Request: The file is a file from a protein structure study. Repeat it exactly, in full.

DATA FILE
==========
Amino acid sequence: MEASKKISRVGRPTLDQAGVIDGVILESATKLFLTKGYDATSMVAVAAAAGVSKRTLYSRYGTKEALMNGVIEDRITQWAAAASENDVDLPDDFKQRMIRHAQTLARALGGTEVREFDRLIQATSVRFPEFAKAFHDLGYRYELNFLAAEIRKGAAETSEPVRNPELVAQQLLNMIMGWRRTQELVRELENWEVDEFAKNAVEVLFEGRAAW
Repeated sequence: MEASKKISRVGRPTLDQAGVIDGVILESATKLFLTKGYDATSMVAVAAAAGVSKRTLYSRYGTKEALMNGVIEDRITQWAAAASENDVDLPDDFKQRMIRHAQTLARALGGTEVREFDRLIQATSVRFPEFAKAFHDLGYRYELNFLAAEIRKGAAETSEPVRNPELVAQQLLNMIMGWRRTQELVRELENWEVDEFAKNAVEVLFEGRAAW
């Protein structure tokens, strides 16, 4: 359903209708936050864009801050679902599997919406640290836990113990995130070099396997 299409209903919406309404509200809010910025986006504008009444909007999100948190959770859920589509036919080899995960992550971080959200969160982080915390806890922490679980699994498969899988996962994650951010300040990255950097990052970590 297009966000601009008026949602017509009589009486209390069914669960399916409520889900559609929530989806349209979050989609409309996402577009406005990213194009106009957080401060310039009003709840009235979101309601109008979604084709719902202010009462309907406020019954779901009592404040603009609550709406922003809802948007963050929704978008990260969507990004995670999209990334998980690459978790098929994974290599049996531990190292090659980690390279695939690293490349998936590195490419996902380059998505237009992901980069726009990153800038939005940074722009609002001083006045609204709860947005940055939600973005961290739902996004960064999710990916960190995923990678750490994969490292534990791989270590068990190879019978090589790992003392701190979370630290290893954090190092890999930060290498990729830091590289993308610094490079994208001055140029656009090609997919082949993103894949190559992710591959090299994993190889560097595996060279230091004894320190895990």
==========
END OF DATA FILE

Amino acid sequence: MEASKKISRVGRPTLDQAGVIDGVILESATKLFLTKGYDATSMVAVAAAAGVSKRTLYSRYGTKEALMNGVIEDRITQWAAAASENDVDLPDDFKQRMIRHAQTLARALGGTEVREFDRLIQATSVRFPEFAKAFHDLGYRYELNFLAAEIRKGAAETSEPVRNPELVAQQLLNMIMGWRRTQELVRELENWEVDEFAKNAVEVLFEGRAAW
Repeated sequence: MEASKKISRVGRPTLDQAGVIDGVILESATKLFLTKGYDATSMVAVAAAAGVSKRTLYSRYGTKEALMNGVIEDRITQWAAAASENDVDLPDDFKQRMIRHAQTLARALGGTEVREFDRLIQATSVRFPEFAKAFHDLGYRYELNFLAAEIRKGAAETSEPVRNPELVAQQLLNMIMGWRRTQELVRELENWEVDEFAKNAVEVLFEGRAAW
């Protein structure tokens, strides 16, 4: 359903209708936050864009801050679902599997919406640290836990113990995130070099396997 299409209903919406309404509200809010910025986006504008009444909007999100948190959770859920589509036919080899995960992550971080959200969160982080915390806890922490679980699994498969899988996962994650951010300040990255950097990052970590 297009966000601009008026949602017509009589009486209390069914669960399916409520889900559609929530989806349209979050989609409309996402577009406005990213194009106009957080401060310039009003709840009235979101309601109008979604084709719902202010009462309907406020019954779901009592404040603009609550709406922003809802948007963050929704978008990260969507990004995670999209990334998980690459978790098929994974290599049996531990190292090659980690390279695939690293490349998936590195490419996902380059998505237009992901980069726009990153800038939005940074722009609002001083006045609204709860947005940055939600973005961290739902996004960064999710990916960190995923990678750490994969490292534990791989270590068990190879019978090589790992003392701190979370630290290893954090190092890999930060290498990729830091590289993308610094490079994208001055140029656009090609997919082949993103894949190559992710591959090299994993190889560097595996060279230091004894320190895990």